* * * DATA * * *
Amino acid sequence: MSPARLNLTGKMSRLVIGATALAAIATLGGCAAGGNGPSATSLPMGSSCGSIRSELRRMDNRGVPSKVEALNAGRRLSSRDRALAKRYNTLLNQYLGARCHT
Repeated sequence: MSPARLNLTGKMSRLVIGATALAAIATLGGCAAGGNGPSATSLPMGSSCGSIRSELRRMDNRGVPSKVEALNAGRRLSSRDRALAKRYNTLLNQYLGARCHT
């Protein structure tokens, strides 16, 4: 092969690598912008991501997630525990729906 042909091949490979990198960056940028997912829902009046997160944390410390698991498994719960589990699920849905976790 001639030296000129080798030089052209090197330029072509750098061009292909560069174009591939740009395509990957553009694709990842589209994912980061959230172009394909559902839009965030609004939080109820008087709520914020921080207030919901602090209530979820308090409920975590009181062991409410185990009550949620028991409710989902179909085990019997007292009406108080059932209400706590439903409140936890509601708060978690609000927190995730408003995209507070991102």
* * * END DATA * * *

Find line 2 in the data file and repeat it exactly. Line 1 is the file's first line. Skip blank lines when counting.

Repeated sequence: MSPARLNLTGKMSRLVIGATALAAIATLGGCAAGGNGPSATSLPMGSSCGSIRSELRRMDNRGVPSKVEALNAGRRLSSRDRALAKRYNTLLNQYLGARCHT